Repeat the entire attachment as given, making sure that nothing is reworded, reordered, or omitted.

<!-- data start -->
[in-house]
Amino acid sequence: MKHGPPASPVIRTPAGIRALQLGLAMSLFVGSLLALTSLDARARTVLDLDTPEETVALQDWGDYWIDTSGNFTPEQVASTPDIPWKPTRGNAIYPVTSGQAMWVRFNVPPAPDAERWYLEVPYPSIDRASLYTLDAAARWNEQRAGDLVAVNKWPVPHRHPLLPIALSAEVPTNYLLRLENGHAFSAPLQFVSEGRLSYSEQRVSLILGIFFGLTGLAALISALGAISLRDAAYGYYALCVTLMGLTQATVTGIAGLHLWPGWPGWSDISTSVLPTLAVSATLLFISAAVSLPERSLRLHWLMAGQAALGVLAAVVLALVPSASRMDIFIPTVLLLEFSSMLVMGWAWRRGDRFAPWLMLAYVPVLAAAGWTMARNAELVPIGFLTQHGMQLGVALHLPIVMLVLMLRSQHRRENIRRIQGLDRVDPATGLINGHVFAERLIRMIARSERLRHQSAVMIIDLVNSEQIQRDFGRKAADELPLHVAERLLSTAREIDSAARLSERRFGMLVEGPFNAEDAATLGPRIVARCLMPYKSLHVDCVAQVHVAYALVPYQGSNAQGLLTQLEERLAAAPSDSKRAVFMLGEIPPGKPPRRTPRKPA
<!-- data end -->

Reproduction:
[in-house]
Amino acid sequence: MKHGPPASPVIRTPAGIRALQLGLAMSLFVGSLLALTSLDARARTVLDLDTPEETVALQDWGDYWIDTSGNFTPEQVASTPDIPWKPTRGNAIYPVTSGQAMWVRFNVPPAPDAERWYLEVPYPSIDRASLYTLDAAARWNEQRAGDLVAVNKWPVPHRHPLLPIALSAEVPTNYLLRLENGHAFSAPLQFVSEGRLSYSEQRVSLILGIFFGLTGLAALISALGAISLRDAAYGYYALCVTLMGLTQATVTGIAGLHLWPGWPGWSDISTSVLPTLAVSATLLFISAAVSLPERSLRLHWLMAGQAALGVLAAVVLALVPSASRMDIFIPTVLLLEFSSMLVMGWAWRRGDRFAPWLMLAYVPVLAAAGWTMARNAELVPIGFLTQHGMQLGVALHLPIVMLVLMLRSQHRRENIRRIQGLDRVDPATGLINGHVFAERLIRMIARSERLRHQSAVMIIDLVNSEQIQRDFGRKAADELPLHVAERLLSTAREIDSAARLSERRFGMLVEGPFNAEDAATLGPRIVARCLMPYKSLHVDCVAQVHVAYALVPYQGSNAQGLLTQLEERLAAAPSDSKRAVFMLGEIPPGKPPRRTPRKPA